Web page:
The Three Islands Plan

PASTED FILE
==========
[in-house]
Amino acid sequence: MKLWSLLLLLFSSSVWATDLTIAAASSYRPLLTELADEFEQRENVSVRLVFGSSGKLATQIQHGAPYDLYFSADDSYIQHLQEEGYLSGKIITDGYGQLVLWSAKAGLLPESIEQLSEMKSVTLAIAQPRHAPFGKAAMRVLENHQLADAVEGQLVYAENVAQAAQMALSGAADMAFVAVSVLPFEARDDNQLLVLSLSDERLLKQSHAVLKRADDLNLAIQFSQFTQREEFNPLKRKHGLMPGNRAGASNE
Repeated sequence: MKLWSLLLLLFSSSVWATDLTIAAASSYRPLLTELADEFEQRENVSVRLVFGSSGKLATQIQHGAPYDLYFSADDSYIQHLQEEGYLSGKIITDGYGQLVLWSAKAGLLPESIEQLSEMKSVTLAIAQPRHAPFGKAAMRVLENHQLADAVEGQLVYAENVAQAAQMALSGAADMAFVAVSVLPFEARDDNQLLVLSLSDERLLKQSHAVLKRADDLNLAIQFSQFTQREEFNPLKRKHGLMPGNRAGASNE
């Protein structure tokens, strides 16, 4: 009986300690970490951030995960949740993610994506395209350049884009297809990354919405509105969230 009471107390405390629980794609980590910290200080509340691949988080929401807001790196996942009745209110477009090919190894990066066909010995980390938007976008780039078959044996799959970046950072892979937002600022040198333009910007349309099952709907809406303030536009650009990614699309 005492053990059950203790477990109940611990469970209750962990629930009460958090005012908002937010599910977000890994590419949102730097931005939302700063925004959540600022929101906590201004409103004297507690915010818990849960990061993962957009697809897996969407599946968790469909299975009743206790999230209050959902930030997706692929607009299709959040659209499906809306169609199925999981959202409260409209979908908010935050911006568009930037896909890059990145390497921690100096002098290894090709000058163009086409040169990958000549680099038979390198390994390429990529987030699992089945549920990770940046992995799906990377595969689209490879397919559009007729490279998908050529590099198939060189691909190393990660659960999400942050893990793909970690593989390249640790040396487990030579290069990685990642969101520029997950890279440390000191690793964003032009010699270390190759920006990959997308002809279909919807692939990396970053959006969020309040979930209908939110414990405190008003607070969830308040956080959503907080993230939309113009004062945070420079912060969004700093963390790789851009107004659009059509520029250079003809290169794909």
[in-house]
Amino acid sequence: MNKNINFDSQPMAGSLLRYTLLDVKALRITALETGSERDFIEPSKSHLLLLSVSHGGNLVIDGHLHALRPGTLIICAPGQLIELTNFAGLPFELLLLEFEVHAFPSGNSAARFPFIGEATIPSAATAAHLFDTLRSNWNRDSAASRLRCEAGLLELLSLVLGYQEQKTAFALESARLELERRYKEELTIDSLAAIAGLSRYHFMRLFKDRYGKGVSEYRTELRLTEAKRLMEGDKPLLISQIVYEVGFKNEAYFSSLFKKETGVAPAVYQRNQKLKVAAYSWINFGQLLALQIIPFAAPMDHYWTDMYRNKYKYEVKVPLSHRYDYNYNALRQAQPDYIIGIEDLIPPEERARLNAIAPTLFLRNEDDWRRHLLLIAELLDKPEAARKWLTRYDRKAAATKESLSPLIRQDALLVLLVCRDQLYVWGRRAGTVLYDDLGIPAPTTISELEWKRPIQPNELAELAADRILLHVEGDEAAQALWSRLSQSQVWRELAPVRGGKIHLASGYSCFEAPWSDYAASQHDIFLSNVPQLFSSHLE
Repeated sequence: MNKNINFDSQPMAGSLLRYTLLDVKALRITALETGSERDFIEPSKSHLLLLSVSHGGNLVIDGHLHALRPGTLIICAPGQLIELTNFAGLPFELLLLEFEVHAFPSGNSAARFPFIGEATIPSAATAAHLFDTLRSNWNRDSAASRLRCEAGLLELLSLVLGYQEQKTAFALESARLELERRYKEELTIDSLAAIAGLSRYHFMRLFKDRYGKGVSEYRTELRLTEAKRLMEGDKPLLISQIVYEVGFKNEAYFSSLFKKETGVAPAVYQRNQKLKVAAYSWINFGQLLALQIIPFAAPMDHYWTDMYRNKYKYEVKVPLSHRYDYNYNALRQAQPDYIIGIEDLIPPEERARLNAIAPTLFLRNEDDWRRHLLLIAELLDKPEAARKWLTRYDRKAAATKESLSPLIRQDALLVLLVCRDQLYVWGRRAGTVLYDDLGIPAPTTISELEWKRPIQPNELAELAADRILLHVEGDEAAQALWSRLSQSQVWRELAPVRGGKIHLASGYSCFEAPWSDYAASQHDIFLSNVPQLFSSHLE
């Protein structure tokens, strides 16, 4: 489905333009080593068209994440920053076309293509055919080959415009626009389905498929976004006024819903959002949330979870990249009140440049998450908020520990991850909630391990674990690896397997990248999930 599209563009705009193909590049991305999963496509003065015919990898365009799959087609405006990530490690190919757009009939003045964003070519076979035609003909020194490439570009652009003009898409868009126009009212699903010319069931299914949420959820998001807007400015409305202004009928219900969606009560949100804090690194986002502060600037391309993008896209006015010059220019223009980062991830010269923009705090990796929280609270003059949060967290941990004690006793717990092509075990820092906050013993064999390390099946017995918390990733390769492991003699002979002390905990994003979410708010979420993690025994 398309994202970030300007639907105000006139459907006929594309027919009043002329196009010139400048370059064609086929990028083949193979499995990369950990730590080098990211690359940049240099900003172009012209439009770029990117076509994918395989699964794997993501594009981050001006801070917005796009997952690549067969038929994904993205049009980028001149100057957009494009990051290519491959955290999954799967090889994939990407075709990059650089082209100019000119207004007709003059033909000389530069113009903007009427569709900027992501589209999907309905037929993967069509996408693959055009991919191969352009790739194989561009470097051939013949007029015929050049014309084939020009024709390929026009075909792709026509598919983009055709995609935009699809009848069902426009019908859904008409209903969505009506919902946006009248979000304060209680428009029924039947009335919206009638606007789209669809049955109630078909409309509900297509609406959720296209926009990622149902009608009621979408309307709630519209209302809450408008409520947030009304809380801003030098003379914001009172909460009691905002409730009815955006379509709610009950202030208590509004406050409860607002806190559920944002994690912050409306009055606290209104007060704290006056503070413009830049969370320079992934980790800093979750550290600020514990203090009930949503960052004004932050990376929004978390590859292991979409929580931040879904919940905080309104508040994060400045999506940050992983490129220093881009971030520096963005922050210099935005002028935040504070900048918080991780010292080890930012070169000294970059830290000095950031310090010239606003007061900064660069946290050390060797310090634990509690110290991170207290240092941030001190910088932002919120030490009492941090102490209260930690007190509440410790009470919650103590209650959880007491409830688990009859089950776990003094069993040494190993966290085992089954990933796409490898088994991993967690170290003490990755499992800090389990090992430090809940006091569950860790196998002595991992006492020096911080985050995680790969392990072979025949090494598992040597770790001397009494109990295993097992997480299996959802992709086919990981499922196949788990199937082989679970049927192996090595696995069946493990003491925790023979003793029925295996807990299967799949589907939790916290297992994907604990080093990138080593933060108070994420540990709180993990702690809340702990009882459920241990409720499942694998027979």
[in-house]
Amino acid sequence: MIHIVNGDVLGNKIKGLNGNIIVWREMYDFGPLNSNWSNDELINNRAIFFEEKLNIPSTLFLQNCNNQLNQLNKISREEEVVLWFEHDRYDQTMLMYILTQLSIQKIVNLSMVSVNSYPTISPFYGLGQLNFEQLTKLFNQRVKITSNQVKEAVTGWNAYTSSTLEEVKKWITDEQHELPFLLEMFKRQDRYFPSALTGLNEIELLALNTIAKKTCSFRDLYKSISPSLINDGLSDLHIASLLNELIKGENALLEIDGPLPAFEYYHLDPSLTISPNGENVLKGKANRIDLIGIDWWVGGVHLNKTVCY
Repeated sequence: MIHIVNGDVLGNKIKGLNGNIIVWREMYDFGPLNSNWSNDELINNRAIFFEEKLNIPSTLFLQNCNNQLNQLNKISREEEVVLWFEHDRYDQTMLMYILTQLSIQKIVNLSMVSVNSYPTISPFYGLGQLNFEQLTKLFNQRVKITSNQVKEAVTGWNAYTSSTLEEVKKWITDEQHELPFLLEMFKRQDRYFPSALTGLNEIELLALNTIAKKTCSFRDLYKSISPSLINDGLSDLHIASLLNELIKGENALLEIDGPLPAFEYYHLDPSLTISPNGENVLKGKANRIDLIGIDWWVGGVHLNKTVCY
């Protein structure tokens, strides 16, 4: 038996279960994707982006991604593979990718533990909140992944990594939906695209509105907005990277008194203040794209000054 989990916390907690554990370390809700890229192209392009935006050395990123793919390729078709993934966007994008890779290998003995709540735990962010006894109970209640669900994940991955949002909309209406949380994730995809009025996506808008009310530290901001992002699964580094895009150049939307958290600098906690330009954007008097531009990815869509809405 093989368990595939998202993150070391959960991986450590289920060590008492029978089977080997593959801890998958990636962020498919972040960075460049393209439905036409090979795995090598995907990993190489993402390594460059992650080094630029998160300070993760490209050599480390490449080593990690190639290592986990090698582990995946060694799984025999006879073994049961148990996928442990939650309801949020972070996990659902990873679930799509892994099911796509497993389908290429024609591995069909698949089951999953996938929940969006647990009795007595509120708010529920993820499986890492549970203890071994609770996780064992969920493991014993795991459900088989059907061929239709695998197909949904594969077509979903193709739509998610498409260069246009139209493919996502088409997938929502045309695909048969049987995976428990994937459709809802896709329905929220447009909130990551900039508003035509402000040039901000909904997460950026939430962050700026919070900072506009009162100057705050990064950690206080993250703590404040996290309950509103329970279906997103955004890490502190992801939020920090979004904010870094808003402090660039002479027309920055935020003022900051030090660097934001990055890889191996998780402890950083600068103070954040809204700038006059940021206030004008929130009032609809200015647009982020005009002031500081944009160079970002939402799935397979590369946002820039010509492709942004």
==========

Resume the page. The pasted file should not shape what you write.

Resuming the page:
The Three Islands Plan owes its name to the three islands that were connected through building two dams: Walcheren, North-Beveland and South-Beveland. Rijkswaterstaat (Department of Public Works) had this plan before the flood of 1953, but never got around to carrying it out. Before the flood of 1953, land reclamation was the priority, but after the disaster, safety became the most important motive. Furthermore, road connections between the islands were improved. By building the two dams, experience was gained to aid building even bigger dams. The first dam was the Zandkreek Dam, which connects North-Beveland with South-Beveland. The second dam, the Veerse Gat Dam, connects North-Beveland with Walcheren. The Zandkreek Dam was constructed between 1957 and 1961, the Veerse Gat Dam between 1958 and 1961. Together, these two dams cut off the Veerse Meer from the Eastern Schelde and the North Sea.